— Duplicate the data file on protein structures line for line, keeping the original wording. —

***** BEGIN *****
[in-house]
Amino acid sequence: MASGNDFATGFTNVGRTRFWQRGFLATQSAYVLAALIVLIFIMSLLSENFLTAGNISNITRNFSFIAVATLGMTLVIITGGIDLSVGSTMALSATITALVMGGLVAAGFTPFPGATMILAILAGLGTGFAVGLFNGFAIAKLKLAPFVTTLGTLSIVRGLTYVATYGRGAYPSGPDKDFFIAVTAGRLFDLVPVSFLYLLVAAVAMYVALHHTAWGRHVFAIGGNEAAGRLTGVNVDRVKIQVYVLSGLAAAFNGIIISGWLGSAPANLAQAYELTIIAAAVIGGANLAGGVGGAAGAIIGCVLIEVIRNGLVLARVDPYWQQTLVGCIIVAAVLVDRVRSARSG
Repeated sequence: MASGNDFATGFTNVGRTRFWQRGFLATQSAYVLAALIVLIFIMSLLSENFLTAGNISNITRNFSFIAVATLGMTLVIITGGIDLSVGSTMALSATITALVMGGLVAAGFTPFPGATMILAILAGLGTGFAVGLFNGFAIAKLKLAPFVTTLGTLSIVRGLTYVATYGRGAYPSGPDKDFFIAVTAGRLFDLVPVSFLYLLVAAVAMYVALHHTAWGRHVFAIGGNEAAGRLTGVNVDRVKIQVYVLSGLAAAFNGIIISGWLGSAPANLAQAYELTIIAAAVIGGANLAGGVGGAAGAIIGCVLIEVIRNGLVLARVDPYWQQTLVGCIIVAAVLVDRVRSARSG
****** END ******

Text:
[in-house]
Amino acid sequence: MASGNDFATGFTNVGRTRFWQRGFLATQSAYVLAALIVLIFIMSLLSENFLTAGNISNITRNFSFIAVATLGMTLVIITGGIDLSVGSTMALSATITALVMGGLVAAGFTPFPGATMILAILAGLGTGFAVGLFNGFAIAKLKLAPFVTTLGTLSIVRGLTYVATYGRGAYPSGPDKDFFIAVTAGRLFDLVPVSFLYLLVAAVAMYVALHHTAWGRHVFAIGGNEAAGRLTGVNVDRVKIQVYVLSGLAAAFNGIIISGWLGSAPANLAQAYELTIIAAAVIGGANLAGGVGGAAGAIIGCVLIEVIRNGLVLARVDPYWQQTLVGCIIVAAVLVDRVRSARSG
Repeated sequence: MASGNDFATGFTNVGRTRFWQRGFLATQSAYVLAALIVLIFIMSLLSENFLTAGNISNITRNFSFIAVATLGMTLVIITGGIDLSVGSTMALSATITALVMGGLVAAGFTPFPGATMILAILAGLGTGFAVGLFNGFAIAKLKLAPFVTTLGTLSIVRGLTYVATYGRGAYPSGPDKDFFIAVTAGRLFDLVPVSFLYLLVAAVAMYVALHHTAWGRHVFAIGGNEAAGRLTGVNVDRVKIQVYVLSGLAAAFNGIIISGWLGSAPANLAQAYELTIIAAAVIGGANLAGGVGGAAGAIIGCVLIEVIRNGLVLARVDPYWQQTLVGCIIVAAVLVDRVRSARSG